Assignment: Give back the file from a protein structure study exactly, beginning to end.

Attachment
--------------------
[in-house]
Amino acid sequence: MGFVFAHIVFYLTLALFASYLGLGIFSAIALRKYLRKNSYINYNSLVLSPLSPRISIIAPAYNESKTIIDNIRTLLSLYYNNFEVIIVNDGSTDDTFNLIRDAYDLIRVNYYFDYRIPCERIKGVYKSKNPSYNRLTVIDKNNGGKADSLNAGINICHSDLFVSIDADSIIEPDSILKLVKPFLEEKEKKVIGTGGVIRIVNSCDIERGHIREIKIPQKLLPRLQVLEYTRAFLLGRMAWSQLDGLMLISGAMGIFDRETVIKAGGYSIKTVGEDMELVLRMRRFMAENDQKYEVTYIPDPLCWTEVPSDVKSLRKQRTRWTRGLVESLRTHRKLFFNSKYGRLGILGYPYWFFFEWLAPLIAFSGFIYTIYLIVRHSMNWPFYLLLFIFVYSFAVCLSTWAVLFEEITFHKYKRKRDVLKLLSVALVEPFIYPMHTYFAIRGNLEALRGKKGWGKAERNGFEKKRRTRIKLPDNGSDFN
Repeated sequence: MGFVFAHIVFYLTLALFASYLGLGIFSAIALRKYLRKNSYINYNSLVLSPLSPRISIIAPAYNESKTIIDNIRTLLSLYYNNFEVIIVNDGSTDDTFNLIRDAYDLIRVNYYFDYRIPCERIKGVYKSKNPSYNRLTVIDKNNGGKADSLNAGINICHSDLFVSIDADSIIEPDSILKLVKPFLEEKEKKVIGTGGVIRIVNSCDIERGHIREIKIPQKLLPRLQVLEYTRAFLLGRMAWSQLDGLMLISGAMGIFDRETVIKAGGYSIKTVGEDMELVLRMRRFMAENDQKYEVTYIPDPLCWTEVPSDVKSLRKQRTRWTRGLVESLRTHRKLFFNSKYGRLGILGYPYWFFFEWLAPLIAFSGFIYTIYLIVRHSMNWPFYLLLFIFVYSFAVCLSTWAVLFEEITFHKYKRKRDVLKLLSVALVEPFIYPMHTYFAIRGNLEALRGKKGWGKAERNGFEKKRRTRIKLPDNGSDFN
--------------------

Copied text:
[in-house]
Amino acid sequence: MGFVFAHIVFYLTLALFASYLGLGIFSAIALRKYLRKNSYINYNSLVLSPLSPRISIIAPAYNESKTIIDNIRTLLSLYYNNFEVIIVNDGSTDDTFNLIRDAYDLIRVNYYFDYRIPCERIKGVYKSKNPSYNRLTVIDKNNGGKADSLNAGINICHSDLFVSIDADSIIEPDSILKLVKPFLEEKEKKVIGTGGVIRIVNSCDIERGHIREIKIPQKLLPRLQVLEYTRAFLLGRMAWSQLDGLMLISGAMGIFDRETVIKAGGYSIKTVGEDMELVLRMRRFMAENDQKYEVTYIPDPLCWTEVPSDVKSLRKQRTRWTRGLVESLRTHRKLFFNSKYGRLGILGYPYWFFFEWLAPLIAFSGFIYTIYLIVRHSMNWPFYLLLFIFVYSFAVCLSTWAVLFEEITFHKYKRKRDVLKLLSVALVEPFIYPMHTYFAIRGNLEALRGKKGWGKAERNGFEKKRRTRIKLPDNGSDFN
Repeated sequence: MGFVFAHIVFYLTLALFASYLGLGIFSAIALRKYLRKNSYINYNSLVLSPLSPRISIIAPAYNESKTIIDNIRTLLSLYYNNFEVIIVNDGSTDDTFNLIRDAYDLIRVNYYFDYRIPCERIKGVYKSKNPSYNRLTVIDKNNGGKADSLNAGINICHSDLFVSIDADSIIEPDSILKLVKPFLEEKEKKVIGTGGVIRIVNSCDIERGHIREIKIPQKLLPRLQVLEYTRAFLLGRMAWSQLDGLMLISGAMGIFDRETVIKAGGYSIKTVGEDMELVLRMRRFMAENDQKYEVTYIPDPLCWTEVPSDVKSLRKQRTRWTRGLVESLRTHRKLFFNSKYGRLGILGYPYWFFFEWLAPLIAFSGFIYTIYLIVRHSMNWPFYLLLFIFVYSFAVCLSTWAVLFEEITFHKYKRKRDVLKLLSVALVEPFIYPMHTYFAIRGNLEALRGKKGWGKAERNGFEKKRRTRIKLPDNGSDFN